Thanks to your detailed-explanation, I’m persuaded a little to understand why VkRenderPass is there. So, According to your description, The reason why VkRenderpass is needed in creating VkFramebuffer is that some of pre-processing will take place in creating VkFramebuffer. So, Vulkan doesn’t need to process additional tasks for beginning a renderpass instance with a framebuffer. and it makes the benefits of performance in the structure of main loop recording commands on a command buffer.

Yeap. That’s what I always thought. I know the Metal API of Apple does not have a framebuffer object. it has only a renderpass object. So, I often compared two APIs, and the harder construction of Vulkan API made me have a curiosity on this topic. Thanks!

It does not, in the sense that it is full of pointless speculation. But I figured you might want to see it, as it is dup of this question.

Anyway, there are some open-source drivers.

(doesn’t seem to use render pass)

(also doesn’t seem to use it)

(also doesn’t seem to use it)

(also doesn’t seem to use it)

Soo, our question boils down to IF some (obscure) driver would use it, what would it use it for. Which I find pointless speculation, because spec requires you to provide the parameter anyway. Maybe some obscure driver has so HW notion of framebuffer that requires to know upfront what subpases it will be used in? Dunno…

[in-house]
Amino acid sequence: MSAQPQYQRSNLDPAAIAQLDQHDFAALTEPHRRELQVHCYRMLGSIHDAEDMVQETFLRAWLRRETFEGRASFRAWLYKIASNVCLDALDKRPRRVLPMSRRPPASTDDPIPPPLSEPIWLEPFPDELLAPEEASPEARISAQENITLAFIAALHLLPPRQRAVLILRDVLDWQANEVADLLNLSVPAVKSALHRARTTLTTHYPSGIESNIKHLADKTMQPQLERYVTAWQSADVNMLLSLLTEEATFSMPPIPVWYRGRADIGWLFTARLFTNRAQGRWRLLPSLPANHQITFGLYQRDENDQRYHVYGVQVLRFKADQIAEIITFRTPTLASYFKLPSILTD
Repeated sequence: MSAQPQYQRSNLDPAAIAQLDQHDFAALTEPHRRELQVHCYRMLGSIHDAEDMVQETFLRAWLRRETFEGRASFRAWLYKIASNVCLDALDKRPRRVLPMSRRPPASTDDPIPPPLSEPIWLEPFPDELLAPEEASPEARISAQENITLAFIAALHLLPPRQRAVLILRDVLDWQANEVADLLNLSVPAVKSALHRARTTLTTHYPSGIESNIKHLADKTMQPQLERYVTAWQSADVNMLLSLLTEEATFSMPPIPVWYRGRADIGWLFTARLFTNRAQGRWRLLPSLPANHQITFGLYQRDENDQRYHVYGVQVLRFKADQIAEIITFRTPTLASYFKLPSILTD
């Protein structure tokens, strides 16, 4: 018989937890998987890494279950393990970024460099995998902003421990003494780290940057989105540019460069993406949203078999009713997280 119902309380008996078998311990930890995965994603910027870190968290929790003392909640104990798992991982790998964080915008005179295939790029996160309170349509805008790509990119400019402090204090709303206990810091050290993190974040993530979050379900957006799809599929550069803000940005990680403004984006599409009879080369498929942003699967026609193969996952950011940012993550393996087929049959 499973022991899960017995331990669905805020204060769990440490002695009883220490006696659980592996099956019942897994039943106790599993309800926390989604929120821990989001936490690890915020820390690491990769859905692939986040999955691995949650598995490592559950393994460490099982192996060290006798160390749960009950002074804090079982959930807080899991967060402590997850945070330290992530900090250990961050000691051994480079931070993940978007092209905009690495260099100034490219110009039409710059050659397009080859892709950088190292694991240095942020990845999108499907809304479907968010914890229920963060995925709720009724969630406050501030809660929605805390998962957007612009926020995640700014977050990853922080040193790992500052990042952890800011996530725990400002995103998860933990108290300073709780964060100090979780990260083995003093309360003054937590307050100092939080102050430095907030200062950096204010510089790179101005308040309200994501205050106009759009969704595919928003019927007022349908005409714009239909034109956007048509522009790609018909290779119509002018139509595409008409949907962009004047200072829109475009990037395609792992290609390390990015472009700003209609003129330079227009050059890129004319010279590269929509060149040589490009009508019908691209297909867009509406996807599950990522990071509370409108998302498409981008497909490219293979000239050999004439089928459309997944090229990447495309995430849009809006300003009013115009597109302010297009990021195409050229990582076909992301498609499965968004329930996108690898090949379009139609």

Since this is somewhat restricting requirement, I don’t think it would harm to simply ask the authors. Besides wide community will not be able to answer this with anything but speculation about what driver might or might not do (I hope we can leave this OpenGL-style culture where not necessary). I did ask such type of question e.g. here: Vulkan-Docs#574. And I think you will get similar mundane answer (one of the IHVs simply felt they needed rpass at that point, while other do not need it), but it will at least be an authoritative answer.


I appreciate you for bringing lots of driver source code. I can refer to it since now! thank you. After seeing your reference code, It becomes clearer that VkFramebufferCreateInfo does not need VkRenderPass. I will ask this question on the authors of Vulkan API. Thank you.

and I’ve looked over your activities on Vulkan-Docs github. it inspired me to ask such questions which i have on this topic. you give me another outlet for asking the details of API.

Anyway, I think it’s quite challenging for me to make a formal issue according to the spec and other test cases. But I will try to challenge it.


^ That’s a stretch. Most of them want it to make sense HWically, while being modern C. Also, the draw calls are actually influenced by Render Target (aka Render Pass Instance), which is a Framebuffer + Render Pass, and it is created by vkCmdBeginRenderPass.
Bit of a pointless speculation. May or may not be. We will never know, unless they release Design and Principles of Vulkan book. And knowing does not really help us any, because we need to provide the Render Pass either way.

So did you end up making an Issue? Could you link it here?

Finally, I did it. I wish I did it correctly.
Thank you, @krOoze.

This topic was automatically closed 183 days after the last reply. New replies are no longer allowed.